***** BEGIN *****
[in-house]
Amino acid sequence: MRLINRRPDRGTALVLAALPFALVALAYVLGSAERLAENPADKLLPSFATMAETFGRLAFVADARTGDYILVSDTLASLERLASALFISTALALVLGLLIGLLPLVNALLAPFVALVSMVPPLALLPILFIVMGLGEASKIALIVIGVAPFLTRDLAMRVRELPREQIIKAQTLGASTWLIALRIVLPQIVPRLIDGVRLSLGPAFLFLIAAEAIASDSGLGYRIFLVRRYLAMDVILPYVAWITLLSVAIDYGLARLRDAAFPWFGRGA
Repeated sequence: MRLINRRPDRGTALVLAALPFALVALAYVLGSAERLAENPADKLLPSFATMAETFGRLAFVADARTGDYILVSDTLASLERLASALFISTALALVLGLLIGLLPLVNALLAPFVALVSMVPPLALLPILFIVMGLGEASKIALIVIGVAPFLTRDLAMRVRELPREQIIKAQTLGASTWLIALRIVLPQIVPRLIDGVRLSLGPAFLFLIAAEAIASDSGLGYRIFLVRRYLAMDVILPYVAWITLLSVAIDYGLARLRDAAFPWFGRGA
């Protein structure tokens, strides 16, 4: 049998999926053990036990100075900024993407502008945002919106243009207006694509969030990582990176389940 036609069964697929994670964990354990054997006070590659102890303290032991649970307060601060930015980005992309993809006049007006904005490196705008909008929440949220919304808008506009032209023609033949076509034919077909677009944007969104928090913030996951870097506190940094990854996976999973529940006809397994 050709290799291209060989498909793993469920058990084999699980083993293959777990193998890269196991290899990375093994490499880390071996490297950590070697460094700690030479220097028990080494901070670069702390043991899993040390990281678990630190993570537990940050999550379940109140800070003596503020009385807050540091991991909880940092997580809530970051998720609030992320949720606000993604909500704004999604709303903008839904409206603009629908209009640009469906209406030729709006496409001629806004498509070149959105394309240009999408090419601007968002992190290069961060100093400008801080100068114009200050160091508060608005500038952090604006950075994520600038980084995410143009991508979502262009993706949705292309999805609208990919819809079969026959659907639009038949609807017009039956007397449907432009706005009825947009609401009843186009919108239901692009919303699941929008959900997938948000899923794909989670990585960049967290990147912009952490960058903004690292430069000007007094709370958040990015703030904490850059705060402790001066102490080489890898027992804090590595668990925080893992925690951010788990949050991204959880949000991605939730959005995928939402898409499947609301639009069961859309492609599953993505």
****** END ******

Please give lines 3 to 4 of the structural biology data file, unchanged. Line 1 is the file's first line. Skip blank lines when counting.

Repeated sequence: MRLINRRPDRGTALVLAALPFALVALAYVLGSAERLAENPADKLLPSFATMAETFGRLAFVADARTGDYILVSDTLASLERLASALFISTALALVLGLLIGLLPLVNALLAPFVALVSMVPPLALLPILFIVMGLGEASKIALIVIGVAPFLTRDLAMRVRELPREQIIKAQTLGASTWLIALRIVLPQIVPRLIDGVRLSLGPAFLFLIAAEAIASDSGLGYRIFLVRRYLAMDVILPYVAWITLLSVAIDYGLARLRDAAFPWFGRGA
């Protein structure tokens, strides 16, 4: 049998999926053990036990100075900024993407502008945002919106243009207006694509969030990582990176389940 036609069964697929994670964990354990054997006070590659102890303290032991649970307060601060930015980005992309993809006049007006904005490196705008909008929440949220919304808008506009032209023609033949076509034919077909677009944007969104928090913030996951870097506190940094990854996976999973529940006809397994 050709290799291209060989498909793993469920058990084999699980083993293959777990193998890269196991290899990375093994490499880390071996490297950590070697460094700690030479220097028990080494901070670069702390043991899993040390990281678990630190993570537990940050999550379940109140800070003596503020009385807050540091991991909880940092997580809530970051998720609030992320949720606000993604909500704004999604709303903008839904409206603009629908209009640009469906209406030729709006496409001629806004498509070149959105394309240009999408090419601007968002992190290069961060100093400008801080100068114009200050160091508060608005500038952090604006950075994520600038980084995410143009991508979502262009993706949705292309999805609208990919819809079969026959659907639009038949609807017009039956007397449907432009706005009825947009609401009843186009919108239901692009919303699941929008959900997938948000899923794909989670990585960049967290990147912009952490960058903004690292430069000007007094709370958040990015703030904490850059705060402790001066102490080489890898027992804090590595668990925080893992925690951010788990949050991204959880949000991605939730959005995928939402898409499947609301639009069961859309492609599953993505």